A Story of Health has received high praise from health leaders across the country. For example, Brian Linde, MD, Pediatric Hospitalist at Kaiser Permanente in Oakland, California, said, “This is a fantastic resource. It is compelling, educational, and engaging, and will absolutely make a difference.” Lawrence Rosen, MD, Founder of The Whole Child Center, added, “A Story of Health is the most engaging and compelling environmental health resource I’ve experienced. I recommend it for all who care our planet and the impact we have on its health—and vice versa.” Read more testimonials about the value of A Story of Health.

If you have not yet taken a look at A Story of Health we encourage you to do so now. Read it with your family, and share it with your friends and colleagues. It’s free, it’s easy to use, and it draws from the latest research available. You can also listen to the CHE Partnership calls featuring Stephen's story/childhood leukemia and Brett's story/asthma.

A Story of Health was developed by ATSDR, the Collaborative on Health and the Environment (CHE), the University of California, San Francisco, Pediatric Environmental Health Specialty Unit (UCSF PEHSU), the Office of Environmental Health Hazard Assessment, California EPA (OEHHA), and the Science and Environmental Health Network (SEHN).

San Francisco Medical Society journal focuses on environmental health

11/10/14: San Francisco Medicine (SFM), which has been in continuous publication since 1927, is the official journal of the San Francisco Medical Society. Each issue of SFM focuses on a specific topic that affects physicians and their practices, including public health, social, political, economic, and lifestyle issues.The most recent edition of the journal focuses on environmental health and features an article titled The First 1000 Days: A Healthy Return on Investment co-authored by Elise Miller, MEd, CHE's Director, and Ted Schettler, MD, MPH, Science Director at SEHN and at CHE, as well as many other articles that will be of interest to CHE Partners. Visit the San Francisco Medical's Society website to read the full edition.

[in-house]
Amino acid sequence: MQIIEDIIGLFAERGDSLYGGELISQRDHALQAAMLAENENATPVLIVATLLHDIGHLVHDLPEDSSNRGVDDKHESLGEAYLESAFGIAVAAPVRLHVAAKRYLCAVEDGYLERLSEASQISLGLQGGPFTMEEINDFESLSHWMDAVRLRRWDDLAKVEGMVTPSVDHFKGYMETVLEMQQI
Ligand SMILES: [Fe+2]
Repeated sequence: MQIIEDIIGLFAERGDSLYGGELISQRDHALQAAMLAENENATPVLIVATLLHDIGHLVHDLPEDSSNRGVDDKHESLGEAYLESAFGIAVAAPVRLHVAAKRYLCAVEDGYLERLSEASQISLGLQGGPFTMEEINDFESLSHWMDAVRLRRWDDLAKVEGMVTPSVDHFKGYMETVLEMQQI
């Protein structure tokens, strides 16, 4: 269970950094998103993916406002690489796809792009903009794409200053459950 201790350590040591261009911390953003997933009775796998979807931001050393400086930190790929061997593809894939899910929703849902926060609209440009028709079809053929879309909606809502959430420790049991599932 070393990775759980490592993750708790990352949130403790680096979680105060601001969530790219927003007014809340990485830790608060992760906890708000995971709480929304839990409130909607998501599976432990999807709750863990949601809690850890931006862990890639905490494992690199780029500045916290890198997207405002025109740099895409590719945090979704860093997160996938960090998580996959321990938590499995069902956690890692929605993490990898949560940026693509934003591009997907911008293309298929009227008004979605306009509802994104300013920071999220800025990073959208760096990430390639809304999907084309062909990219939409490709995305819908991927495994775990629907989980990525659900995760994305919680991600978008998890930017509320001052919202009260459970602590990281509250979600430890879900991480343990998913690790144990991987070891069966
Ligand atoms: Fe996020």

CHE regularly highlights the work of our Partners here in our Partner Spotlight.

Vi Waghiyi is a St. Lawrence Island Yupik mother and grandmother, Native Village of Savoonga Tribal Member, and Environmental Health and Justice Program Director, Alaska Community Action on Toxics (ACAT), which is also the organizational host of CHE's Alaska Working Group. In this CHE Partner Spotlight, Vi discusses her work addressing environmental contamination and its impact on human health in Alaska.

What inspired you to begin working in the field of environmental health, and in your current work in particular?

I am a Yupik mother of four boys and a grandmother from Savoonga on St. Lawrence Island, located in the northern Bering Sea. Our people have maintained a traditional culture of reliance on traditional foods from the land and sea that provide physical, cultural, and spiritual sustenance.